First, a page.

Jamie Dimon's Quandary: Now That JPM's Internal Hedge Fund Is Gone, Where Will 25% Of Net Income Come From?

Tyler Durden's picture

Much has been said about JPM's CIO Loss (which so far has come at a little over $5 billion, just as we calculated in the hours after the original May 10 announcement). And with the so called final number out of the way, investors in JPM have breathed a sigh of relief and are stepping back into the company hopeful that a major wildcard about the firm's future has been removed. The issue, however, is that the CIO loss was never the question: after all JPM could easily sell debt or raise equity to plug liquidity shortfalls. The real issue is that just as we explained months before the loss was even known, the Treasury/CIO department was nothing short of the firm's unbridled hedge fund which could do whatever it chooses, and not be held accountable to anyone at least until its counterparties broke a story of an epic loss to the media. And thus the problem becomes apparent: now that every action of the CIO group is scrutinized under a microscope by everyone from management to auditors to regulators to analysts to fringe blogs, the high flying days of whale trades are forever gone. The question then is just how big was the contribution of the Treasury/CIO group, which until today was buried deep within JPM's Corporate and PE Group and not broken out. Luckily, as today's JPM Earnings Presentation (page 14) shows, CIO is now a distinct line item.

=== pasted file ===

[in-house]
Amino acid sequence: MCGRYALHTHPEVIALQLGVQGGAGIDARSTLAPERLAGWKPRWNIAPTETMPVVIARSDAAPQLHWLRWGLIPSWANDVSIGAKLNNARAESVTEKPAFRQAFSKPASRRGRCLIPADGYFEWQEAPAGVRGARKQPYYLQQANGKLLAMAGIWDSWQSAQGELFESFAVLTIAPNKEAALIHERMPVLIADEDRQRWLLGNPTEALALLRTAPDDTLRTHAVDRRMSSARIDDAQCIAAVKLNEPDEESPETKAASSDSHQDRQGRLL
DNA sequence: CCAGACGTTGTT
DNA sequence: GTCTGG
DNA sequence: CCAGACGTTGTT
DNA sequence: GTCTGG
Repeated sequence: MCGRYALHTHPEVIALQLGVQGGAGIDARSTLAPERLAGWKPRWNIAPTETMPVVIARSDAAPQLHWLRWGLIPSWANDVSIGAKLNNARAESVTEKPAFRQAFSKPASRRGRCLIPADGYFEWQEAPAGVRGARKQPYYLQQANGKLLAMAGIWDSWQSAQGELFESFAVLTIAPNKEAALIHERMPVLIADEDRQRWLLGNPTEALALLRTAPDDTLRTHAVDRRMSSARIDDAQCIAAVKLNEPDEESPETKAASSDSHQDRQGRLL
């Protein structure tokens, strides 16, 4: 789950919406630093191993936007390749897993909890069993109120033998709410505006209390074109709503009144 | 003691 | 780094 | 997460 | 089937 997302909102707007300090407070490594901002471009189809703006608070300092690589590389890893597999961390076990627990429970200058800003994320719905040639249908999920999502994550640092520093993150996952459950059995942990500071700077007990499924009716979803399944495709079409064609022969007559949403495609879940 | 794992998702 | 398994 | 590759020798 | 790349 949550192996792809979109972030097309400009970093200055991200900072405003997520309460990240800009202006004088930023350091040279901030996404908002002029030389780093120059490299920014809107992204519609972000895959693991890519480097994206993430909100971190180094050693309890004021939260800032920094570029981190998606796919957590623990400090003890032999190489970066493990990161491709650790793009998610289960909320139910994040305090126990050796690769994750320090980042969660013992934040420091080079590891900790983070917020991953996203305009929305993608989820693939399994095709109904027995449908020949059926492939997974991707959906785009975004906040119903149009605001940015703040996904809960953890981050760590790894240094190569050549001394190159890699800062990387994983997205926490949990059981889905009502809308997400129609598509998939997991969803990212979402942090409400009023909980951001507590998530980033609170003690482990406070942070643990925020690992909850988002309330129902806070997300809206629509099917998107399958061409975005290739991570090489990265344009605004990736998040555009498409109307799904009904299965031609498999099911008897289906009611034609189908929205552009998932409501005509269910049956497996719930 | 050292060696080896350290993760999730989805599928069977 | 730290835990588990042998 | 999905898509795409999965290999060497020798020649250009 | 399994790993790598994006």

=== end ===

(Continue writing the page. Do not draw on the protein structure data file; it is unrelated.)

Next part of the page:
(The CIO group is also for the first time broken out as a separate line item in JPM's Financial Supplement, p. 34)

Thanks to the new breakout, reminiscent of Goldman starting to break out its own Prop Trading group some years ago, we now know exactly just how big the contribution to both revenue, but more importantly, net income was courtesy of JPM's Hedge Fund.

The result is nothing short of stunning.

As can be seen on the chart below, the CIO group accounted for whopping 31.5% of Net Income (adjusted to exclude DVA, Reserve additions or releases and one-time items) in 2009, for a just slightly less ridiculous 19.1% of adjusted Net Income in 2010, and 10% in 2011!

Of course, once Bruno Iksil got caught with his back against the wall, the CIO group blew up, and results in a Net Income loss of $2.1 billion in Q2 2012 as was reported today.

And yes, the bloodletting may be over. But something else that is also over, is CIO being a net contributor of up to 30% of Net Income. In fact, going forward, it is safe to assume that since now the Treasury group will return to its standard role of hedging the firm's other positions, it will likely have a negative contribution to net income. After all, if anything, as a result of the CIO debacle Jamie Dimon has at least learned the definition of hedging, which does not mean accounting for a whopping 30% of total net income in any one year!

And this, more than anything is what JPM would be worried about: because is between 20% and 30% of Net Income is gone on a going forward basis, then Jamie Dimon, and JPM shareholders, will have a major problem in the future: CIO generated roughly $4 billion on average per year (2009 and 2010) in the years it was a properly functioning hedge fund. This "profit center" is now gone forever.